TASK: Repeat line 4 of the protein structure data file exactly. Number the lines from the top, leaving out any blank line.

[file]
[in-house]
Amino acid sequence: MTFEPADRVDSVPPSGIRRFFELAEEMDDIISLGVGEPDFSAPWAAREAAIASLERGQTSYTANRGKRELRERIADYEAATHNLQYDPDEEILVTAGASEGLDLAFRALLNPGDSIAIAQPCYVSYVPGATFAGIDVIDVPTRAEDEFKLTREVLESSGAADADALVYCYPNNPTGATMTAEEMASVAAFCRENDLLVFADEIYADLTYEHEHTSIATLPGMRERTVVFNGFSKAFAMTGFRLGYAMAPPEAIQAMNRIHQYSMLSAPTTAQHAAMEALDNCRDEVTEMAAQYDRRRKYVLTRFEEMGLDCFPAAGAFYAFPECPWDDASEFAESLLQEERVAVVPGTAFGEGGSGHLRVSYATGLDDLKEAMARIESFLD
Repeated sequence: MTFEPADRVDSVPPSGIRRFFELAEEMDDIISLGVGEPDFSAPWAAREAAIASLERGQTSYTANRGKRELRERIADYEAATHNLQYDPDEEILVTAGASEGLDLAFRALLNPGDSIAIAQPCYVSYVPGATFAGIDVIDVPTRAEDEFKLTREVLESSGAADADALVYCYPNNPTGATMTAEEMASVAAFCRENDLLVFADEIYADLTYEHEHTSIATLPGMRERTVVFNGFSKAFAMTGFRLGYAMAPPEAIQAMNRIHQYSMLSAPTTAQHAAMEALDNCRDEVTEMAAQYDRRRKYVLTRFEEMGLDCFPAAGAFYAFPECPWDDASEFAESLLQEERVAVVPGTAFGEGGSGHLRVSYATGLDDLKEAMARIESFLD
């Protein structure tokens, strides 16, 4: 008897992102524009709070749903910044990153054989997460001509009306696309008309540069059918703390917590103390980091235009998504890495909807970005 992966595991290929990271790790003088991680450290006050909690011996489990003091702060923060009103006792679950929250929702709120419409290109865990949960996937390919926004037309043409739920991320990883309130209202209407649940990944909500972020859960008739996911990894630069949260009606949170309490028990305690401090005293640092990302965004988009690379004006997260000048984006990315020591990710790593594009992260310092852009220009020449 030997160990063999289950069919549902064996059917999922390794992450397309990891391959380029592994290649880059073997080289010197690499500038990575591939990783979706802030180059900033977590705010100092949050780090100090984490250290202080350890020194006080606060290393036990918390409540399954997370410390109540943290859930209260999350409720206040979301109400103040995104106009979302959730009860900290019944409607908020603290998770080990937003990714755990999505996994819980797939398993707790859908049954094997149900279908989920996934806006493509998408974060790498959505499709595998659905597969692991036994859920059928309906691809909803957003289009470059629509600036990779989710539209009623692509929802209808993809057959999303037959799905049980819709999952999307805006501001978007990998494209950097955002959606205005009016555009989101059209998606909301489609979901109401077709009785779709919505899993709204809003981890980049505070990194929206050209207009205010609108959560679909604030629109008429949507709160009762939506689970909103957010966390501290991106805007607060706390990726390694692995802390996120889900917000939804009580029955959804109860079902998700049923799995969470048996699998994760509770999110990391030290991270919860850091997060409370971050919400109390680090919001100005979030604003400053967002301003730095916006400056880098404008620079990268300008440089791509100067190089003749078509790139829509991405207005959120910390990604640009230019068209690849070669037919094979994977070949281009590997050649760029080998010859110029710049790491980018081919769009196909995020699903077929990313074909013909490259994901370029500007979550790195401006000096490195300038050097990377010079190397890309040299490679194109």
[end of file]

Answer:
């Protein structure tokens, strides 16, 4: 008897992102524009709070749903910044990153054989997460001509009306696309008309540069059918703390917590103390980091235009998504890495909807970005 992966595991290929990271790790003088991680450290006050909690011996489990003091702060923060009103006792679950929250929702709120419409290109865990949960996937390919926004037309043409739920991320990883309130209202209407649940990944909500972020859960008739996911990894630069949260009606949170309490028990305690401090005293640092990302965004988009690379004006997260000048984006990315020591990710790593594009992260310092852009220009020449 030997160990063999289950069919549902064996059917999922390794992450397309990891391959380029592994290649880059073997080289010197690499500038990575591939990783979706802030180059900033977590705010100092949050780090100090984490250290202080350890020194006080606060290393036990918390409540399954997370410390109540943290859930209260999350409720206040979301109400103040995104106009979302959730009860900290019944409607908020603290998770080990937003990714755990999505996994819980797939398993707790859908049954094997149900279908989920996934806006493509998408974060790498959505499709595998659905597969692991036994859920059928309906691809909803957003289009470059629509600036990779989710539209009623692509929802209808993809057959999303037959799905049980819709999952999307805006501001978007990998494209950097955002959606205005009016555009989101059209998606909301489609979901109401077709009785779709919505899993709204809003981890980049505070990194929206050209207009205010609108959560679909604030629109008429949507709160009762939506689970909103957010966390501290991106805007607060706390990726390694692995802390996120889900917000939804009580029955959804109860079902998700049923799995969470048996699998994760509770999110990391030290991270919860850091997060409370971050919400109390680090919001100005979030604003400053967002301003730095916006400056880098404008620079990268300008440089791509100067190089003749078509790139829509991405207005959120910390990604640009230019068209690849070669037919094979994977070949281009590997050649760029080998010859110029710049790491980018081919769009196909995020699903077929990313074909013909490259994901370029500007979550790195401006000096490195300038050097990377010079190397890309040299490679194109």